Matthew Hurteau spends a lot of time here on the eastern flank of the Jemez Mountains, checking on seedlings and dodging a sunburn. On a mid-July afternoon, rain drops from monsoon clouds in the valley south of us. But here, up above 7,000 feet, it’s sunny and hot.
Until recently, this craggy landscape was carpeted by a dense pine forest. But today, as we look across the thousands of acres where the 2011 Las Conchas fire burned at its hottest, we’re taking in a panoramic view of the Sangre de Cristos to the north and Cochiti Reservoir and the Sandia Mountains down the Rio Grande Valley.
All told, Las Conchas devoured 156,000 acres, about 30,000 of which will never be a pine forest again. At least not within a timespan involving you and me, our grandchildren or great-grandchildren.
“We’re doing the project to try and understand—if society decides that we want to invest the resources to reforest the system—how can we use those resources efficiently?” says Hurteau, a biology professor at the University of New Mexico.
As part of a three-year research project, Hurteau and his students in the Earth Systems Ecology Lab planted about 2,000 pine and Douglas fir seedlings in different microclimates within the burn scar, on north- and south-facing slopes, for example, and in open areas and beneath brush. By tracking which ones survive, Hurteau wants to help land managers and policymakers know what to do in the wake of other western wildfires, which are growing in size and intensity as the planet continues to warm.
‘Relatively small window’
Globally, temperatures have been rising for decades, affecting mountain snowpack, drying out soils and altering both the supply and demand of water. Since the 1980s, warming has also led to a longer wildfire season, and more big fires across the western United States.
To be sure, fires like Las Conchas—and the Whitewater-Baldy Fire in the Gila National Forest, which burned almost 300,000 acres in 2012—were exacerbated by overly-dense forest conditions due in part to 20th century fire suppression policies.
But the same warming trend that contributes to larger wildfires also makes it harder for some forests, including in the Jemez, to return once the flames are extinguished.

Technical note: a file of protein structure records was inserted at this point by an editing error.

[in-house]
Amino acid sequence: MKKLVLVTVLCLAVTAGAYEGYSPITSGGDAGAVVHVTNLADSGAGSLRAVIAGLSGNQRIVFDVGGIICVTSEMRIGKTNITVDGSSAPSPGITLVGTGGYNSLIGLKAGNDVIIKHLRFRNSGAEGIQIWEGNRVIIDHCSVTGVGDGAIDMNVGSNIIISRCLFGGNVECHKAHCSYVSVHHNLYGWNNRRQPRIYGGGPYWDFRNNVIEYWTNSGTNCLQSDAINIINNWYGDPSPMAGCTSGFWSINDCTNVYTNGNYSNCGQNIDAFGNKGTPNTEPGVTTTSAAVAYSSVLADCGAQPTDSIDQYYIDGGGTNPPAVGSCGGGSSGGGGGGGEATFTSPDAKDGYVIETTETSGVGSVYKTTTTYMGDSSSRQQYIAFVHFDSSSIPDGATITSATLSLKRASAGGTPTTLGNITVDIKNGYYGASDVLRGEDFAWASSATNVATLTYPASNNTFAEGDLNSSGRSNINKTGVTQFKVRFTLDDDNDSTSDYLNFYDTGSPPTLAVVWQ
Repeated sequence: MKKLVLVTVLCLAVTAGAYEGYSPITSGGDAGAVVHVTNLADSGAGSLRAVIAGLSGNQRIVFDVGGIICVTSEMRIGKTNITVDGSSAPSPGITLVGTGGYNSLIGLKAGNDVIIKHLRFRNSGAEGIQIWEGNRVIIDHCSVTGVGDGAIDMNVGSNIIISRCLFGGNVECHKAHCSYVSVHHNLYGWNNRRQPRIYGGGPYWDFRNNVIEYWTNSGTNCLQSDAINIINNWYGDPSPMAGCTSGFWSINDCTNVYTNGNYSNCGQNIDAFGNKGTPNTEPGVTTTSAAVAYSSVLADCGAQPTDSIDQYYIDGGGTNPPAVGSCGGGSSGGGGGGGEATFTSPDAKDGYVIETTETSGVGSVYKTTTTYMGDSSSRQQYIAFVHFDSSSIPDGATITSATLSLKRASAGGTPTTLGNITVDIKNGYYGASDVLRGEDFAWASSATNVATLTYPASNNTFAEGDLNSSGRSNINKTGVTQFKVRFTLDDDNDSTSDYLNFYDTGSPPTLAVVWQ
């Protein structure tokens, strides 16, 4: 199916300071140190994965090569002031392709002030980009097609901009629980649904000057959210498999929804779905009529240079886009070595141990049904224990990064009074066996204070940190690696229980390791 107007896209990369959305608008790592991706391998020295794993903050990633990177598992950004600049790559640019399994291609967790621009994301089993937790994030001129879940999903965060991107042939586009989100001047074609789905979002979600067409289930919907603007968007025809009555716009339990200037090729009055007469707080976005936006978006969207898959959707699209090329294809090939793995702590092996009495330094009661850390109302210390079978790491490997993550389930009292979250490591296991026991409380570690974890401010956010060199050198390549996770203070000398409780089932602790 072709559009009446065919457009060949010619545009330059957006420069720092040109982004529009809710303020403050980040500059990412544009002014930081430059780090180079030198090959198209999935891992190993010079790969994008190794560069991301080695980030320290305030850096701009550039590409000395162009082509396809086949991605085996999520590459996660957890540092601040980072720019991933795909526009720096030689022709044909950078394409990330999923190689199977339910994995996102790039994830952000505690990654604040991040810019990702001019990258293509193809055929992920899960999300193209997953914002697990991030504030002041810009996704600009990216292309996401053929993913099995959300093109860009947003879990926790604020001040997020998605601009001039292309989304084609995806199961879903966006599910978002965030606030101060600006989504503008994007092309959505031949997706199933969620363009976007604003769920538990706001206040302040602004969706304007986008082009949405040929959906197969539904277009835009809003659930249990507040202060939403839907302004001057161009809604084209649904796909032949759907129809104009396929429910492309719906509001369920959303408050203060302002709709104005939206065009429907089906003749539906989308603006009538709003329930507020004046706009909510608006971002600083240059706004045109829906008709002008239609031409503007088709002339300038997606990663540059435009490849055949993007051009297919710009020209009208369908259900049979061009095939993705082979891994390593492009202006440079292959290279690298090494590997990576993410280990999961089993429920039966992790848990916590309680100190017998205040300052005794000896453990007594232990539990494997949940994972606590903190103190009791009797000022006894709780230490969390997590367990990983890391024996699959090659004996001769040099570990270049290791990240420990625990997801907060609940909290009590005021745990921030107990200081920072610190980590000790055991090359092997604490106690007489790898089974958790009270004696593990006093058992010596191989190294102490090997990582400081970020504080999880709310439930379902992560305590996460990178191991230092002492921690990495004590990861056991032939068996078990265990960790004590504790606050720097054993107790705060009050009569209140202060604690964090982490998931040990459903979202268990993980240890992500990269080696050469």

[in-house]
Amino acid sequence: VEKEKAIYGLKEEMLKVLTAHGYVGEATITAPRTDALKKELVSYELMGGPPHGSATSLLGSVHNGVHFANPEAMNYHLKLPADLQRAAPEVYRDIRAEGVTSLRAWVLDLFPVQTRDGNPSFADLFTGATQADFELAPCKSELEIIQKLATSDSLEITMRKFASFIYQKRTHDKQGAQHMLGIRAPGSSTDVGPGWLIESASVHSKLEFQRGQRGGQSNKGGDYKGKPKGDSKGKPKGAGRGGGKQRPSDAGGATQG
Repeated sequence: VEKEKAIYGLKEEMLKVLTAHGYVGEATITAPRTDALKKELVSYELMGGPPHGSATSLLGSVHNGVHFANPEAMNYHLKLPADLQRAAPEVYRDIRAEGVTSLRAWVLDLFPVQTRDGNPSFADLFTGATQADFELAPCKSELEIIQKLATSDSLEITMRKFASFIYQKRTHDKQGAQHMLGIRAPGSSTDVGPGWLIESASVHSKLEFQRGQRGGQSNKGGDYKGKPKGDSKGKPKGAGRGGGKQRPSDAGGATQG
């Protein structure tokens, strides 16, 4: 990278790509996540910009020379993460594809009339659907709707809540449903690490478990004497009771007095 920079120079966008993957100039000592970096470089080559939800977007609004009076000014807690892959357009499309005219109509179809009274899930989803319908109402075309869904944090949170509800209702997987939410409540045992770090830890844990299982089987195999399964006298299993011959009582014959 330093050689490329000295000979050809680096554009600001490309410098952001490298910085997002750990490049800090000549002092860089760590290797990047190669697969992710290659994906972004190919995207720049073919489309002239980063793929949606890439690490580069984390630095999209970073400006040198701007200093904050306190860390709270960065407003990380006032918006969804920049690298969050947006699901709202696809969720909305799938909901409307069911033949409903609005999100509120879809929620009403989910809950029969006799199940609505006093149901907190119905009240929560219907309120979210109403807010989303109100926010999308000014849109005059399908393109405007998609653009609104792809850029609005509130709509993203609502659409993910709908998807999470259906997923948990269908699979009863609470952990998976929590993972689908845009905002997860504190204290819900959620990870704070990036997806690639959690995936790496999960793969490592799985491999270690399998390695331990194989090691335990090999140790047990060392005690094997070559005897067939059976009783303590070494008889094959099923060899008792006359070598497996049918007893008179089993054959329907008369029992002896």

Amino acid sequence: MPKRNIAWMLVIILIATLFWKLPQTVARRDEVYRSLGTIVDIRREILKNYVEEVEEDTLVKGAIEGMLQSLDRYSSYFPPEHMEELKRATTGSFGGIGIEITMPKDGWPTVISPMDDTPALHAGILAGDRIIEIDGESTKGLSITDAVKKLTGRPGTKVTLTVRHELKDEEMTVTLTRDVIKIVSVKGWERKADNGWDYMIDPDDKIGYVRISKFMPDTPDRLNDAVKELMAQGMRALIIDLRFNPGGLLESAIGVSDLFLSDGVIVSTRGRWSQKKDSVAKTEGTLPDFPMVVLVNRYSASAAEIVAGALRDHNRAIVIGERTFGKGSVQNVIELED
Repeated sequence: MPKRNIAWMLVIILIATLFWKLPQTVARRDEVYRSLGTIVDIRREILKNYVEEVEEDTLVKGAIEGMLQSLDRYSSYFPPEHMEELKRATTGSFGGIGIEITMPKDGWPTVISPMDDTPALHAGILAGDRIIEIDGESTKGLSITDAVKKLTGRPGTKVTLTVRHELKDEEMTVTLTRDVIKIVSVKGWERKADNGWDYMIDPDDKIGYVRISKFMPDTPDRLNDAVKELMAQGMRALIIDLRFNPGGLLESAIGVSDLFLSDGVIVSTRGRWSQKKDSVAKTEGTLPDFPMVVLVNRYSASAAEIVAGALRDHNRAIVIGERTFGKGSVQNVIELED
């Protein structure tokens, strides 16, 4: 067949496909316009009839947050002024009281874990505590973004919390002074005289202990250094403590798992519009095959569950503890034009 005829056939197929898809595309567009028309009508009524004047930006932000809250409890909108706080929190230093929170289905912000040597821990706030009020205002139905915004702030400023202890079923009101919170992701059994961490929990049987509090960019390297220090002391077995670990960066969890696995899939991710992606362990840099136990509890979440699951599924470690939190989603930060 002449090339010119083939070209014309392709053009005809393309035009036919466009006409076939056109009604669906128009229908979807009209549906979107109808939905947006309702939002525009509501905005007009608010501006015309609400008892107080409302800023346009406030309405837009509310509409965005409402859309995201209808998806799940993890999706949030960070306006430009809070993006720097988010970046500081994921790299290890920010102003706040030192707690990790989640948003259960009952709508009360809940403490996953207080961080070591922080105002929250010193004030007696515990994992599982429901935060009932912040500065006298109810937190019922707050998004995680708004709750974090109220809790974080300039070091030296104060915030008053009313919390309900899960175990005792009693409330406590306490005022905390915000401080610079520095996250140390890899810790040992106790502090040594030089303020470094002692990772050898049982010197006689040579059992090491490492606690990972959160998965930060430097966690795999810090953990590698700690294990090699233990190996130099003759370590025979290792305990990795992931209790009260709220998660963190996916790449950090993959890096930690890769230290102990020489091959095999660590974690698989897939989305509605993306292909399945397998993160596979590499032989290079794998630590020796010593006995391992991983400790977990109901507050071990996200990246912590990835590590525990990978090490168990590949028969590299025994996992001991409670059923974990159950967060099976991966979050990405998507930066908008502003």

Scientists have been studying this for years. In 2010, a peer-reviewed paper showed how intense drought, insect outbreaks and wildfires slow tree growth and increase tree die-offs in southwestern forests. Another, in 2012 noted that if warming continues as predicted, southwestern forests will suffer changes “unfamiliar to modern civilization.” And a 2016 paper in “Nature Climate Change” projects that by 2100, pine-juniper forests in the Southwest will be gone—and more than half the northern hemisphere’s evergreen trees will have died due to warming and its associated stresses.
We see that happening here in this swath of the eastern Jemez, where pine forests couldn’t regenerate after Las Conchas. Too few mature pines survived to re-seed a new generation of trees. In some places aspens and New Mexico locusts are filling in the landscape. In other areas, scrubby oaks are spreading.
But once the tallest, oldest trees—the overstory, which provides shelter to seedlings—are gone, the environment becomes hotter and drier.
Hurteau crouches to readjust the netting that keeps elk from nibbling on the tiny Douglas fir and pine seedlings, and points out a nearby weather station that gathers information on temperature and humidity.
“You’ve got a lot more sunlight hitting the surface of the Earth and as a result, that creates a fairly hostile environment for a pine seedling to try and establish,” he says. “And even when the seeds do germinate, the chance they’ll grow to become a seedling, and then from a seedling to a sapling, is really miniscule.”
Studying this transition—seeing which species persist here now, and understanding which can survive—will help people decide what to do next, says Hurteau: “We can use that information to better understand how we can more effectively plant seedlings after one of these large, hot fires to accelerate reforestation of these environments.”
What happens here in the watershed matters to everyone below: If you live in the Rio Grande Valley, your water comes from forested landscapes, like those here in the Jemez. Trees provide shade and help retain snowpack in the winter, he says, and canopy cover helps slow the rate of melting snow in the spring. That means decisions about the watershed affect everyone below, too.
And each year with above-average or average snowpack should be put to good use, he says. That’s because the climate projections for the Southwest show the region will keep getting warmer and drier.
“The warmer and drier it gets, the less likely we’re going to be able to establish seedlings in these areas,” he says. “Given the rate at which the climate is changing, if we want to establish trees on these landscapes, we need to take advantage of this relatively small window.”
This story was reported with New Mexico In Focus. To watch last Friday’s episode of “Our Land: New Mexico’s Environmental Past, Present and Future,” visit here. You can also learn more about the series at the New Mexico In Focus website and YouTube channel.